Who wants to run Windows on a Mac?

It looks like Apple have decided to make it easy to install Windows on your Mac with their Beta release of their new Boot Camp product. You can download a public beta today and try it out if you have an Intel based Mac and are running the latest version of OS X (10.4.6). This functionality will be included as standard in the next version of OS X – codenamed Leopard.

Once you’ve completed Boot Camp, simply hold down the option key at startup to choose between Mac OS X and Windows. (That’s the “alt� key for you longtime Windows users.) After starting up, your Mac runs Windows completely natively. Simply restart to come back to Mac.

I have to question – who really wants this? Seriously, why would you want to run XP on your Mac? I have XP Pro and Virtual PC installed on my Mac and I can’t remember the last time I ran it – and its functionality is waaaay better than the dual boot is going to be because with Virtual PC, you run the two OSes simultaneously, you can share disk, use a shared clipboard and swap between the two OSes as easily as switching between any two running apps – no re-start required.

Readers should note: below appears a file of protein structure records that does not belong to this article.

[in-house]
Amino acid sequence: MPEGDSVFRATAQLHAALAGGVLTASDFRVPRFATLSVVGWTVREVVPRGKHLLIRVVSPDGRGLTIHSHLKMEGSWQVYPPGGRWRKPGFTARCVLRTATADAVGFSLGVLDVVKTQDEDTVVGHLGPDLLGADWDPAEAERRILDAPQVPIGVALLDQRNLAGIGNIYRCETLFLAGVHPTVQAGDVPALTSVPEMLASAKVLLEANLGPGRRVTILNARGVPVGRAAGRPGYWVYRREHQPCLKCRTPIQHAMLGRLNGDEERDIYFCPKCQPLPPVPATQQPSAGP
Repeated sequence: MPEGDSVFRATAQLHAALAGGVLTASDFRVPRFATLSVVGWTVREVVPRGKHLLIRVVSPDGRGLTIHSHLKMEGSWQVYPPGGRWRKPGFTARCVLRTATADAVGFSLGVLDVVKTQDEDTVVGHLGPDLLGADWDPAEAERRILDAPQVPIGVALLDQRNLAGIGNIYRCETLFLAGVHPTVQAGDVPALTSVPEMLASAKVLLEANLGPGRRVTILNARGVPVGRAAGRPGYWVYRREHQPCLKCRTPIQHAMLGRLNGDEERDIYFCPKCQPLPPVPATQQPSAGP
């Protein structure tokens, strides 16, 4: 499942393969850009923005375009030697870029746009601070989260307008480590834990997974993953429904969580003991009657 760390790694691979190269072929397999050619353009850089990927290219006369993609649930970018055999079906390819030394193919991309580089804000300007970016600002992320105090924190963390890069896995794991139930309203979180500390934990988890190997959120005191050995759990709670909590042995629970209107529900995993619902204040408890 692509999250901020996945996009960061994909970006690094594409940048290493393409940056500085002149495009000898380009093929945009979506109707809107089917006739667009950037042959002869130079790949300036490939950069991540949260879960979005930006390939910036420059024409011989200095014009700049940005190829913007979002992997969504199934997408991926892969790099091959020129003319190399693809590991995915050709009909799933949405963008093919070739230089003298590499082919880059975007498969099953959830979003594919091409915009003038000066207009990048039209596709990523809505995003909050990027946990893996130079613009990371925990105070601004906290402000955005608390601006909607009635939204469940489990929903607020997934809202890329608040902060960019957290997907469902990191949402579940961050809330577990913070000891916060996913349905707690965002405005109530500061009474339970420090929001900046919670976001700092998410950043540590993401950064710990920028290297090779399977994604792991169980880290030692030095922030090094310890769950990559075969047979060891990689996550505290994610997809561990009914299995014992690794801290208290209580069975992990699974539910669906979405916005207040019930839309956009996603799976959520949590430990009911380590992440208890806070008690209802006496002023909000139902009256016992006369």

This probably means Riya will never come out with their loooooong promised Mac uploader now!!!

17 thoughts on “Who wants to run Windows on a Mac?”